Voices from the Field: Mohamed from Maungdaw

Why are you in Bangladesh and when did you arrive?

My name is Mohamed and I am from Maungdaw, Myanmar. I currently live in Bangladesh and have done so since 2012.  In 2012 I had to leave my homeland because of the violence and restrictions forced on us by the Burmese military.  I did manage to raise enough money to pay for my education but life otherwise is unbearable there.  I remember when the military would come every-day to my village asking for the men.  I got to the point where I couldn’t take it anymore and my friends and I decided to leave.

What do you currently do and how does it make you feel?

I am working as a Data Collector for Xchange.org.  I go into the refugee camps like Unchiprang, Hamsarpara, Kharang Khali and Shamlapur and I survey recently arriving refugees.  I talk to them and record the story of their journey, the incidents they faced, and their primary needs in the camps. As a Rohingya myself, I can empathise with their pain.  You have to be strong when you ask them about their experiences and I do feel it’s important to share their stories with the world.

While you were working you found your Grandma and AuntyHow were they when you first saw them?

It was on one of the days that I was recording people’s stories in the Unchiprang camp that I saw my Grandma and Aunty walking through the camp.  I was so full of different feelings when I saw them, excited and sad at the same time.  They hugged me and then my Grandma shared some words with me, “Oh my Grandson where have you been, we have lost our paradise, our home.  I’m so happy to see you now. Please don’t leave me, please don’t go anywhere my Grandson. Please help me.” 

My Grandma was sick and my Aunty was helping her to stand.  She’d been walking for many days and was unable to eat food, only drink water. She’s 68 now and she appeared very weak and struggling to speak.  Since they’ve been here I have visited them as often as I can, and take her to the medical tent run by MSF (Médecins Sans Frontières ).  The medical staff are treating so many people every day that they no longer see people like my Grandma as patients, there are just so many. My Aunty and Grandma now live in the camp under plastic sheets with many other Rohingya villagers.

Can you walk me through their journey as they explained it to you?

My Grandma told me that it would take a whole day to tell the story of her journey.  She explained that they left our home on the 6th September and suffered many difficulties. The military attacked them at gunpoint, looting our shops, raping and shooting people.  They saw a dozen people die and some were burned alive. 

My Aunty managed to pay a man to take them close to the coast.  He dropped them off and they walked the rest of the way.  She said it must’ve taken them almost 4 hours because my Grandma was unable to walk so walk fast.  She had to take short breaks every 10 minutes.  When they got to the river Naf they found a boat man who was shouting to them, “Hello everyone, I am the cheapest smuggler, come come, low fares”, to cross the river.  They got on to his boat and they set off towards Bangladesh.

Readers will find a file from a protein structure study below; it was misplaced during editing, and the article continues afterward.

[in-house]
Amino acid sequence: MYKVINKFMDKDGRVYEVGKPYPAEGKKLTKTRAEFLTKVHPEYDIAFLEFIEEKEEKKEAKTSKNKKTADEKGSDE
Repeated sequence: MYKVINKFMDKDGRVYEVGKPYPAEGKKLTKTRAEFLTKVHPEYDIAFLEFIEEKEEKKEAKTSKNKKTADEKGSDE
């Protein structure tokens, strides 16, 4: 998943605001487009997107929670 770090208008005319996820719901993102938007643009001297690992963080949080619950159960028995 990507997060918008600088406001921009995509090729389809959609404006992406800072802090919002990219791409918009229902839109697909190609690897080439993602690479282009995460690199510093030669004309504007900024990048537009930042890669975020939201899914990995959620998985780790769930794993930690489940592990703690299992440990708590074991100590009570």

When they got halfway the boatman demanded money for them to continue on to Bangladesh.  He charged them. If you can’t pay the fare, the boatman will ask for children, gold or anything of value to him.  They say that this is their business.  It didn’t take long for them to cross.

They arrived on the Bangladeshi shore and the Bangladeshi Border Guard held them there for an hour.  They checked them before pointing them on to a small town called Jaliya Para (Sabrang).  There were local people there helping Rohingya arriving in Bangladesh by giving them water and some money.  From there they were pointed on to the road leading to Teknaf.  They were very lucky because a Bangladeshi charity from Dhaka was helping refugees.  They gave them 200 taka which helped them get the bus to Unchiprang.  When they arrived, UNHCR, the Bangladeshi authorities, and many other charities were there, giving them biscuits, water and plastic sheeting.  All in all, it took a whole day to get to Unchiprang. 

What happened to your uncle?

I got a phone call from my parents to say that our house in Maungdaw had been burned.  It’s a big house that can accommodate 7 people very comfortably.  My uncle is a village doctor and he had decided to stay behind to look after the place while looking after his own business. The Burmese military came back to our village and their burned it down.  He got out thankfully.  We also had our cattle and land taken from us.  All are gone. My uncle says that they also killed 7 people and set fire to many houses that day.  Ours wasn’t the only home they burned, many homes in Rakhine have been burned to the ground. Many families have lived there for generations facing persecution and discrimination.  It makes me so sad to think about what we’ve lost and how we’ve been treated as Rohingya people.

What is your future hope?

My future hope is that I no longer want to be a refugee. That is a hard life to live.  If things changed in Myanmar I would happily go back but there is no way of knowing when that will happen.  Instead, I would like to be resettled in any country that will take me.